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Illusion mimics out-of-body experiences

August 23, 2007 By Michael Hopkin This article courtesy of Nature News.

Camera trickery shows how easy it is to fool the mind.

Scientists have deliberately fooled people into feeling they are watching themselves from outside their own bodies, using virtual-reality technology. The achievement reveals how the brain can be confused as it struggles to integrate confusing information from the different senses.

People who claim to have had out-of-body experiences (OBEs) — most famously patients on the operating table or those who have narrowly avoided death — describe a sensation of having floated out of themselves, for example towards the ceiling of an operating theatre. From there they watch their body and activities surrounding it.

Such experiences have been claimed by spiritualists to represent evidence of a soul. But the new research shows that it is possible to create a similar sensation simply by tricking the mind.

Understanding how the mind sometimes perceives itself as journeying out of the body could help with the development of more realistic computer games or remote robotic systems, or even help to understand the brains of those who claim to experience the phenomenon naturally, such as schizophrenics or epileptics.

You, me, me, you

The effect was created in two separate experiments described in Science1,2 this week, both of which used a simple method to fool volunteers into thinking that their minds had been displaced outside their bodies. In each case, participants wore virtual-reality goggles hooked up to cameras trained on their own bodies.

In one study, carried out by Henrik Ehrsson at University College London, volunteers were then prodded in the chest at precisely the same moment that an object approached the camera. In this scenario, the volunteers identified strongly with the location of the camera, thinking that this is where their true self was — the view of their body was like a view of someone else.

In the other experiment, led by Olaf Blanke of the Swiss Federal Institute of Technology in Lausanne, patients viewed a camera image of their own back being stroked, while their own back was stroked too. In this instance, volunteers identified strongly with the picture of their back, thinking that this was their location - again outside their own body.

Too much information

The bizarre effect happens because, although we usually perceive ourselves to be within our bodies, the experimental set-up meant that the sensory information being supplied to the brain did not fit with this idea, Ehrsson explains. "The brain can trick itself internally because it is always trying to make sense of information — if that information is flawed or erroneous, it could come up with the wrong interpretation."

The method does not recreate the 'classical' OBE — most strikingly because in the real-world setting, there's no obvious way for a person to 'see' themselves. But people could perhaps draw on their own mental body image to create the effect, says Ehrsson. "In the operating theatre there is no mirror on the ceiling, but there could be a 'mirror' in the head," he says. Ehrsson and Blanke suspect that this illusion might involve some sort of malfunction in brain regions such as the tempoparietal cortex that integrate sensory information.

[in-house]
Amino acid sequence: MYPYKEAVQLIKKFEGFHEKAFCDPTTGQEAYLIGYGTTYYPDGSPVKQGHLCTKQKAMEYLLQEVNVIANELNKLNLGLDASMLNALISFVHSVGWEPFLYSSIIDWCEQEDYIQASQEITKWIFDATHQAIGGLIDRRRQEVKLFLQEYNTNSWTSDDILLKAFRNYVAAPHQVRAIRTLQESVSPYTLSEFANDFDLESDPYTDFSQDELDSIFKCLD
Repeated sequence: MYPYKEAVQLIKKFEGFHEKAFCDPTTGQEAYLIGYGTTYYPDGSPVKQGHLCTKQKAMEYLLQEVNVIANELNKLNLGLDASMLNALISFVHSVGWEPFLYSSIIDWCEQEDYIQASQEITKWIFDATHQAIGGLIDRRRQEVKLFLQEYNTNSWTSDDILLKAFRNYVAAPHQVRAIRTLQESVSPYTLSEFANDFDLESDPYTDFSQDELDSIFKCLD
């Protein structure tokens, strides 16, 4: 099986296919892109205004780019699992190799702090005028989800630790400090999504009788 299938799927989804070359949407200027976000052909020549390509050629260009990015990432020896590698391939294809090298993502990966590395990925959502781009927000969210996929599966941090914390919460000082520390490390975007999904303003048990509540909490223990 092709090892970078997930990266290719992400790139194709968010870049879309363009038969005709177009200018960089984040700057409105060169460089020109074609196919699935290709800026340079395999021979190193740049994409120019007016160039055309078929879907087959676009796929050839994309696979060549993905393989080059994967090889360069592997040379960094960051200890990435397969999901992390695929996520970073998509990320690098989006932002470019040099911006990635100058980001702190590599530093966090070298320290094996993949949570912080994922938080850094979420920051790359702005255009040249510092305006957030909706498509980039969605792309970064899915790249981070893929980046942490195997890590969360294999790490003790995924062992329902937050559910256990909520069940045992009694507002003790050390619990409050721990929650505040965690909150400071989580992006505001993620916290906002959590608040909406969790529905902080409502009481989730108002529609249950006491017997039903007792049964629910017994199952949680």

Nevertheless, "this new experiment has at last brought OBEs into the lab and tested one of the main theories of how they occur", comments Susan Blackmore, a psychologist at the University of the West of England in Bristol. "Finding out that OBEs are a perfectly natural phenomenon does not prove there is not astral body, or soul, or spirit, but it certainly makes their invention superfluous."

Suspended disbelief

The effect even works for plastic mannequins, as Blanke's team discovered when they replaced the subject's own image with that of a female dummy purchased for just 100 Swiss francs (US$83) (see video). But when they used a simple square of metal as the image, the OBE effect did not materialize, showing that the trick can only be stretched so far.

Finding out exactly how much subjects can suspend their disbelief will be crucial in developing the technology to allow users to assume different personas, from remote robots to virtual-reality avatars, Blanke says.

Using appropriate visual and tactile information to convey a feeling of operating in the body of a robot or virtual character could help with applications ranging from NASA's Robonaut project, which aims to control robots on the Moon, to surgeons performing operations over the Internet. "These applications could be improved if you could get the illusion that you really are in that place — you could act much more intuitively," Ehrsson says.


  1. Ehrsson, H. H. Science 317, 1048 (2007).
  2. Lenggenhager, B., Tadi, T., Metzinger, T. & Blanke, O. Science 317, 1096-1099 (2007).


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